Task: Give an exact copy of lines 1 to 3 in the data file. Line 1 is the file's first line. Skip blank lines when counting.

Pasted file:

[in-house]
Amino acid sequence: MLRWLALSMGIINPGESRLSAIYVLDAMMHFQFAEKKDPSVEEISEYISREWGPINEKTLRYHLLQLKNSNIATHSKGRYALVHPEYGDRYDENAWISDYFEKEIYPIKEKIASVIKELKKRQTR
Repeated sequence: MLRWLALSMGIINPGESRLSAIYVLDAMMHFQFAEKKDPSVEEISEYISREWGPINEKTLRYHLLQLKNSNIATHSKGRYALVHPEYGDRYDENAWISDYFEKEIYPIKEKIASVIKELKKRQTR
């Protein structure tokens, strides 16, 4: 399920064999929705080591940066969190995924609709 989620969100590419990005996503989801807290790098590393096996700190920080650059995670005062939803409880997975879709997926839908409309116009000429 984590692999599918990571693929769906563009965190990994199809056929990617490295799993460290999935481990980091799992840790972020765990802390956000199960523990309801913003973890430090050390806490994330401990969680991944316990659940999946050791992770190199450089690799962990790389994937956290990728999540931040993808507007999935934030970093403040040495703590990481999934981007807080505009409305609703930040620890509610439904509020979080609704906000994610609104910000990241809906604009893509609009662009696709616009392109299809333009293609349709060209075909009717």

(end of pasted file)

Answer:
[in-house]
Amino acid sequence: MLRWLALSMGIINPGESRLSAIYVLDAMMHFQFAEKKDPSVEEISEYISREWGPINEKTLRYHLLQLKNSNIATHSKGRYALVHPEYGDRYDENAWISDYFEKEIYPIKEKIASVIKELKKRQTR
Repeated sequence: MLRWLALSMGIINPGESRLSAIYVLDAMMHFQFAEKKDPSVEEISEYISREWGPINEKTLRYHLLQLKNSNIATHSKGRYALVHPEYGDRYDENAWISDYFEKEIYPIKEKIASVIKELKKRQTR